Jon comes up to report to Ser Thorne. Tells him that they’ve loaded the last of the oil. They’re as ready as they will be. Thorne is looking out at the army, and he tells Jon that “You can say it if you like.” Presumably the ‘I told you so’ that every fan is screaming at the scene by now. But Jon’s classier than that. Again, reason why everyone loves Jon, except for people like Thorne who are threatened by him.

They haven’t sealed the tunnel. They’re screwed. And Thorne recognizes that, but he’s not going to admit defeat. He points out that leadership means making decisions and having everyone and their brother second guess you, while you try not to second guess yourself. So they’re going to make it, and Jon can go on hating Thorne, and Thorne can go on wishing Jon were dead. This is apparently the ideal situation we can hope for. Thanks, Thorne. Good speech.

Sam and Gilly race through the storehouses to find a place for Gilly to hide with the baby. But Gilly isn’t about to be left. She (validly, but unkindly) points out that Sam won’t be much use up there on the Wall, but he will be needed down there, with her. Keeping her safe. Again, who doesn’t love a conflict with valid points on both sides? But Sam believes in his duty. He might not care about the marriage vow, clearly, but he does care about the other ones. He needs to defend the Night’s Watch. Because “that’s what men do.”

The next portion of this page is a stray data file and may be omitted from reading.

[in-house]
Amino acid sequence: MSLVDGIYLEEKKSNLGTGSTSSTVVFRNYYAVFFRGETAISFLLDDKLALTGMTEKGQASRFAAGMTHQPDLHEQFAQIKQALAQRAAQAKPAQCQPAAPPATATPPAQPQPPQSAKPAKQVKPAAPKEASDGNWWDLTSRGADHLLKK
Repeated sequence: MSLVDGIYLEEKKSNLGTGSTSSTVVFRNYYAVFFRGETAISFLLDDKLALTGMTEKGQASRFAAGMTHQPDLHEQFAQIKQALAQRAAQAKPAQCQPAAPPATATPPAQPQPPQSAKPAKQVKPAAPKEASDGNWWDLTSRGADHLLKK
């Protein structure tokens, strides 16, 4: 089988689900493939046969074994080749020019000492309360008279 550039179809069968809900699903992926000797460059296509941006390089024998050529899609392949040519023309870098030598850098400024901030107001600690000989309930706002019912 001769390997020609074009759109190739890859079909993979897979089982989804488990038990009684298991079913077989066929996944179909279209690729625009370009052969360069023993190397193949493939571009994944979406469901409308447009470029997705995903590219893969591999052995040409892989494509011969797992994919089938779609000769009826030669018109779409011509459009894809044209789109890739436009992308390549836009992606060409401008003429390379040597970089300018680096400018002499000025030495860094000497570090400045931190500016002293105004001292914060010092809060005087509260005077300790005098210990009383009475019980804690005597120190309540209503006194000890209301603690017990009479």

And then he kisses Gilly, and she makes him promise not to die, and it’s all very romantic. He promises, and then he locks her in.

More frantic battle prep. Pip is freaking the crap out. His hands are shaking and he doesn’t know what to do. Fortunately, Sam is there, and here is where he really shows his value as a Brother. He comforts Pip while building him up. Reminds him that they’re in the safest place they could be - a keep full of weapons! Anyway, it’s not like Sam isn’t afraid, he’s just dealing.

Pip has a valid question, though, one that hasn’t been addressed all season: If Sam was so afraid, which he was, how did he manage to kill a White Walker? Well, probably because he didn’t know he was going to be able to kill it, but he had to do something. He was so scared that he lost sense of all of who he was, and there was nothing left. And when there’s nothing left, there’s no reason to be afraid.